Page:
eCM (Eur Cell Mater / e Cells & Materials) Not-for-profit Open Access
Created by Scientists, for Scientists
 ISSN:1473-2262         NLM:100973416 (link)         DOI:10.22203/eCM

2016   Volume No 31 – pages 312-322

Title: A surprisingly poor correlation between in vitro and in vivo testing of biomaterials for bone regeneration: results of a multicentre analysis

Authors: G Hulsart-Billström, JI Dawson, S Hofmann, R Müller, MJ Stoddart, M Alini, H Redl, A El Haj, R Brown, V Salih, J Hilborn, S Larsson, ROC Oreffo

Address: Bone and Joint Research Group, Centre for Human Development, Stem Cells and Regeneration, Human Development and Health, Institute of Developmental Sciences, University of Southampton, Southampton, SO16 6YD, UK

E-mail: roco at soton.ac.uk

Key Words: in vivo, in vitro, correlation, biomaterials, multicentre study.

Publication date: May 24th 2016

Abstract: New regenerative materials and approaches need to be assessed through reliable and comparable methods for rapid translation to the clinic. There is a considerable need for proven in vitro assays that are able to reduce the burden on animal testing, by allowing assessment of biomaterial utility predictive of the results currently obtained through in vivo studies. The purpose of this multicentre review was to investigate the correlation between existing in vitro results with in vivo outcomes observed for a range of biomaterials. Members from the European consortium BioDesign, comprising 8 universities in a European multicentre study, provided data from 36 in vivo studies and 47 in vitro assays testing 93 different biomaterials. The outcomes of the in vitro and in vivo experiments were scored according to commonly recognised measures of success relevant to each experiment. The correlation of in vitro with in vivo scores for each assay alone and in combination was assessed. A surprisingly poor correlation between in vitro and in vivo assessments of biomaterials was revealed indicating a clear need for further development of relevant in vitro assays. There was no significant overall correlation between in vitro and in vivo outcome. The mean in vitro scores revealed a trend of covariance to in vivo score with 58 %. The inadequacies of the current in vitro assessments highlighted here further stress the need for the development of novel approaches to in vitro biomaterial testing and validated pre-clinical pipelines.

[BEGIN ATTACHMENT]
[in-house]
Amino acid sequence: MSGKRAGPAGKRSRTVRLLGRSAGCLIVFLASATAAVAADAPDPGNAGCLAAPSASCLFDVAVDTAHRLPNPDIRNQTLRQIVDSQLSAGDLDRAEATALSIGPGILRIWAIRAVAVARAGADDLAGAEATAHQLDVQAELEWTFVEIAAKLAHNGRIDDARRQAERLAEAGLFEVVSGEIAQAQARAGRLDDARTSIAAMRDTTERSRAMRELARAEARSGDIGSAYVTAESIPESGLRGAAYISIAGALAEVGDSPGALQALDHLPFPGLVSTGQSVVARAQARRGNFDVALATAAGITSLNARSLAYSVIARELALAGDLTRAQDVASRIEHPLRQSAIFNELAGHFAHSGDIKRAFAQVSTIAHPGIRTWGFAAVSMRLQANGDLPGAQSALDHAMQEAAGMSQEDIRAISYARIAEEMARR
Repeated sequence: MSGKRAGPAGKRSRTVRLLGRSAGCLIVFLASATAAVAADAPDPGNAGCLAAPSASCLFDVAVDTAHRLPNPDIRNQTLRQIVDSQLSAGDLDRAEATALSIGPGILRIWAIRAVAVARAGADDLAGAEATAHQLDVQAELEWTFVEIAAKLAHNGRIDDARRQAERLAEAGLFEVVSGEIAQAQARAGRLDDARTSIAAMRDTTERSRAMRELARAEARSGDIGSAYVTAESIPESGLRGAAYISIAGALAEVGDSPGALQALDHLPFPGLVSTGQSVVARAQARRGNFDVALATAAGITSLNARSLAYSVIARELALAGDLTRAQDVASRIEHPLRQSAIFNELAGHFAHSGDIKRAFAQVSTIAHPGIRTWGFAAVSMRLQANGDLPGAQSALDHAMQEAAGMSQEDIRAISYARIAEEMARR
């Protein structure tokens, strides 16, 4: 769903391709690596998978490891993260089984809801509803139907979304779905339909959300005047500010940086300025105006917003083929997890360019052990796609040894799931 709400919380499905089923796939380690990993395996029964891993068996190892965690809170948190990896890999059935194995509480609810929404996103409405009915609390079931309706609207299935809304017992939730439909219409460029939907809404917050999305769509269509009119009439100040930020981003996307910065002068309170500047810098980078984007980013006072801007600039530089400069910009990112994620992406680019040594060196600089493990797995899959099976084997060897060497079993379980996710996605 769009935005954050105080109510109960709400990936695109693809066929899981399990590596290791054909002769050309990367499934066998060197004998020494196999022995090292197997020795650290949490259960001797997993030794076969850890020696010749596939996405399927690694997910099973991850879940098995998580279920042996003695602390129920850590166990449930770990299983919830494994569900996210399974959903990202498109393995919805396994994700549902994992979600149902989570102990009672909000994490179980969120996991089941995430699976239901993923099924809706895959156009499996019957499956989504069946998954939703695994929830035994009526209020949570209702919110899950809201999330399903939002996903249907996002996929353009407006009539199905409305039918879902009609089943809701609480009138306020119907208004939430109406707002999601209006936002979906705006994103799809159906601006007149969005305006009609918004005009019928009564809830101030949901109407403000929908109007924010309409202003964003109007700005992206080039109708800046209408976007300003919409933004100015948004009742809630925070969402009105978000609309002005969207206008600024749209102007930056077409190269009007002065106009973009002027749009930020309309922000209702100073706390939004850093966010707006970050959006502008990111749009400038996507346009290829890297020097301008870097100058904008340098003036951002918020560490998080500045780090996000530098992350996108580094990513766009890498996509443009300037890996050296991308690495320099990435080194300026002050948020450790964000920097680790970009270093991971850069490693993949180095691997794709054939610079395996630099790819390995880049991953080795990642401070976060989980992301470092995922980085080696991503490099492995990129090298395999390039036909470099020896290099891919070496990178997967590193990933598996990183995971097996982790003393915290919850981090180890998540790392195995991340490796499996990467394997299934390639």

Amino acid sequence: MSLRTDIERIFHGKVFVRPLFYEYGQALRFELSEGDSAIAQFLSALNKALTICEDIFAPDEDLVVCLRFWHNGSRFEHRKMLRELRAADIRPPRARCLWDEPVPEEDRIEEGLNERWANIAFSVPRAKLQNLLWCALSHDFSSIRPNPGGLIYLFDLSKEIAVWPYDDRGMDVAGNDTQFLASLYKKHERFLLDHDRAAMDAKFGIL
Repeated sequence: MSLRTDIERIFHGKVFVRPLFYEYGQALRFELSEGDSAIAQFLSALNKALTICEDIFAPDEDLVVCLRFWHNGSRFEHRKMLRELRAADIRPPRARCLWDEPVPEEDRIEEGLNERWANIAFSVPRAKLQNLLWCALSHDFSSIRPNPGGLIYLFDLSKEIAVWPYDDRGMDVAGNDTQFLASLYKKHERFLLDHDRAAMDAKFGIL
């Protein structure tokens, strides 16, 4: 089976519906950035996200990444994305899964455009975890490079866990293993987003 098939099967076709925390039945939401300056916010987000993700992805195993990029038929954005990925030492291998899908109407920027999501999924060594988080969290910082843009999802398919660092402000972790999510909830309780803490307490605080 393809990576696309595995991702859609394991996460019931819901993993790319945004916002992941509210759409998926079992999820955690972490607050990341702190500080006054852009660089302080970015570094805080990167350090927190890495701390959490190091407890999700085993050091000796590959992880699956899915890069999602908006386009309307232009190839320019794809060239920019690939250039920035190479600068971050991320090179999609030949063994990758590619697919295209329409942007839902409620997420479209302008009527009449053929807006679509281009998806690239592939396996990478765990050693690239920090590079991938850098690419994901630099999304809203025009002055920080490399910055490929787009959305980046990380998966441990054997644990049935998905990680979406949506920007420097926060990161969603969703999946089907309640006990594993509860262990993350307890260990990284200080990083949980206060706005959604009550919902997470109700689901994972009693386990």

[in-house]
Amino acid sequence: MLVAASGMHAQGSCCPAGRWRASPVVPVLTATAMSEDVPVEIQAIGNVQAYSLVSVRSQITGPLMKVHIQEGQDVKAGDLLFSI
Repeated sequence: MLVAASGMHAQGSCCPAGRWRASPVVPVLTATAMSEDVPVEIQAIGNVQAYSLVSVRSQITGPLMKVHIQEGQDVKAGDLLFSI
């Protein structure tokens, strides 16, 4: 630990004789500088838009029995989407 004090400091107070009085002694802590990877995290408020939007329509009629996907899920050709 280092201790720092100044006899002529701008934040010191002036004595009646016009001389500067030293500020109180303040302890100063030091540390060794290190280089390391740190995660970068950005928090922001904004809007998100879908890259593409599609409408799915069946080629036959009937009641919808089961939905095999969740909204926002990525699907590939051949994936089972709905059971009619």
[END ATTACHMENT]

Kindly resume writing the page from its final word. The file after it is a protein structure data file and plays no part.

Article download: Pages 312-322 (PDF file)
DOI: 10.22203/eCM.v031a20